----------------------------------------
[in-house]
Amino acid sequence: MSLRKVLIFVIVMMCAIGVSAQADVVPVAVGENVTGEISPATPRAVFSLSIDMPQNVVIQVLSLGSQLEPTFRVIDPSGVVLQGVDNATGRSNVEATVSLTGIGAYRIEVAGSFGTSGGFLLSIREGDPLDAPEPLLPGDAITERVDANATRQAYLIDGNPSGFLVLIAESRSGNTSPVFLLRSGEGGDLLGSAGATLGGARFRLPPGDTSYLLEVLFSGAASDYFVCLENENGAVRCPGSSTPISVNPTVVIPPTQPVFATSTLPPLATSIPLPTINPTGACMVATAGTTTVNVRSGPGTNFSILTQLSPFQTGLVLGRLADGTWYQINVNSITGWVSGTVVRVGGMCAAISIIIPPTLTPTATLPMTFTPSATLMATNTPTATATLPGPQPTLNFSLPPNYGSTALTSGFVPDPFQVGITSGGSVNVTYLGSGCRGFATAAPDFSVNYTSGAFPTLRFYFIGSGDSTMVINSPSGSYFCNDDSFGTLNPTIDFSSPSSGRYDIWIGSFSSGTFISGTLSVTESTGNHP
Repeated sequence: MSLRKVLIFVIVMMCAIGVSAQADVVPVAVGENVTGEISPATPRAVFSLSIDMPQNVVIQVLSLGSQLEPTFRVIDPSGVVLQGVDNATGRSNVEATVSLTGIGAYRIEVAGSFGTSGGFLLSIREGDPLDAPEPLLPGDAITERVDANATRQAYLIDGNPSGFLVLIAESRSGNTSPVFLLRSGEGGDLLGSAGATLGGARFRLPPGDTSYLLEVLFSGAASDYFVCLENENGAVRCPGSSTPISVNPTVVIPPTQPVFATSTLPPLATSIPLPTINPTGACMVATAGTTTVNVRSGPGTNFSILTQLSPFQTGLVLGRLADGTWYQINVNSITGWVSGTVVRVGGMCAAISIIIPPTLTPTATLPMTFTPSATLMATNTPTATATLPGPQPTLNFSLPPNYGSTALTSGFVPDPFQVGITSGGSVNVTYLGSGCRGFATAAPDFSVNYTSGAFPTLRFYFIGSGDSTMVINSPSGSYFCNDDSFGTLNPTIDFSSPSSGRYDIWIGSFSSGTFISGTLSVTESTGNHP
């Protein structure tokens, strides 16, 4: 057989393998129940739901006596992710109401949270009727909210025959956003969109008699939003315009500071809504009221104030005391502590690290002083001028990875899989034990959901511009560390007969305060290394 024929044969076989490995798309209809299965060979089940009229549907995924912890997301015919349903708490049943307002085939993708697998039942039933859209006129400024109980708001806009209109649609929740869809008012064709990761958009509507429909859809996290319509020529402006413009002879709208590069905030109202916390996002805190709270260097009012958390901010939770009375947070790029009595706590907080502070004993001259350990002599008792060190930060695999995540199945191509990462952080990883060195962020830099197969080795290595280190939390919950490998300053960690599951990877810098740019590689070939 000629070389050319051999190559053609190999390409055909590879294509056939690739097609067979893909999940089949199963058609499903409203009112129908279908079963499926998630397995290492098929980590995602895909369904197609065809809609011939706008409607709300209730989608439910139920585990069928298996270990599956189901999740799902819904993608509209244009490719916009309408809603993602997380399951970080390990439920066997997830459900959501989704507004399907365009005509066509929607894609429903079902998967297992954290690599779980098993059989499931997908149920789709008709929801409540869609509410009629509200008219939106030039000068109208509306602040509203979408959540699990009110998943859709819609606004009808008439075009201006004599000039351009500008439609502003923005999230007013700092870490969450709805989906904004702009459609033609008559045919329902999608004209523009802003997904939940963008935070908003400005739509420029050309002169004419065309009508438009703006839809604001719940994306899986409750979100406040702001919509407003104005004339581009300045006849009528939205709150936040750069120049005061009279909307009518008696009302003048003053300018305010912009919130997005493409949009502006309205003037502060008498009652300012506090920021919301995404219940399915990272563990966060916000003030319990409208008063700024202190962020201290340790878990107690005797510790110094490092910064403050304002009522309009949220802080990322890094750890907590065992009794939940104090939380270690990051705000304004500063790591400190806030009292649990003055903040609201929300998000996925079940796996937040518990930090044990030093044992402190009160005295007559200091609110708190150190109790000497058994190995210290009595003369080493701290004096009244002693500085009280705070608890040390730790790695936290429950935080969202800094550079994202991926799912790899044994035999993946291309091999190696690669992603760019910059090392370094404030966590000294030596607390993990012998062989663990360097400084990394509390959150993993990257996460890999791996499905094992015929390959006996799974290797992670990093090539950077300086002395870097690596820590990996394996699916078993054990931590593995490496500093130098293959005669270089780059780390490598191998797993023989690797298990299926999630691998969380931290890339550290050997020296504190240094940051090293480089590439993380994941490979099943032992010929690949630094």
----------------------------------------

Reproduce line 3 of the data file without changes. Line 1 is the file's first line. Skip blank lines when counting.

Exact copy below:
Repeated sequence: MSLRKVLIFVIVMMCAIGVSAQADVVPVAVGENVTGEISPATPRAVFSLSIDMPQNVVIQVLSLGSQLEPTFRVIDPSGVVLQGVDNATGRSNVEATVSLTGIGAYRIEVAGSFGTSGGFLLSIREGDPLDAPEPLLPGDAITERVDANATRQAYLIDGNPSGFLVLIAESRSGNTSPVFLLRSGEGGDLLGSAGATLGGARFRLPPGDTSYLLEVLFSGAASDYFVCLENENGAVRCPGSSTPISVNPTVVIPPTQPVFATSTLPPLATSIPLPTINPTGACMVATAGTTTVNVRSGPGTNFSILTQLSPFQTGLVLGRLADGTWYQINVNSITGWVSGTVVRVGGMCAAISIIIPPTLTPTATLPMTFTPSATLMATNTPTATATLPGPQPTLNFSLPPNYGSTALTSGFVPDPFQVGITSGGSVNVTYLGSGCRGFATAAPDFSVNYTSGAFPTLRFYFIGSGDSTMVINSPSGSYFCNDDSFGTLNPTIDFSSPSSGRYDIWIGSFSSGTFISGTLSVTESTGNHP